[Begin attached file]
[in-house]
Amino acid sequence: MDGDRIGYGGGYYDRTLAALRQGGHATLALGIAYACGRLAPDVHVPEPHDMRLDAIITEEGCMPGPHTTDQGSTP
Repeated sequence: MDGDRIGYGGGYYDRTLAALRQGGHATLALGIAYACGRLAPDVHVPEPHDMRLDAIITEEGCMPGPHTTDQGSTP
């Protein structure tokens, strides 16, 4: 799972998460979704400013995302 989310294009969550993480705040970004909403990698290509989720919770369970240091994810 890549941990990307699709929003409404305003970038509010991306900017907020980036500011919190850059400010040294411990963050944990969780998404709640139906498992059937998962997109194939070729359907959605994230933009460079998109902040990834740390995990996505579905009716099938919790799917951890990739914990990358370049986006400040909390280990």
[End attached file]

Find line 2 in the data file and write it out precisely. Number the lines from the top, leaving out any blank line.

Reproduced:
Amino acid sequence: MDGDRIGYGGGYYDRTLAALRQGGHATLALGIAYACGRLAPDVHVPEPHDMRLDAIITEEGCMPGPHTTDQGSTP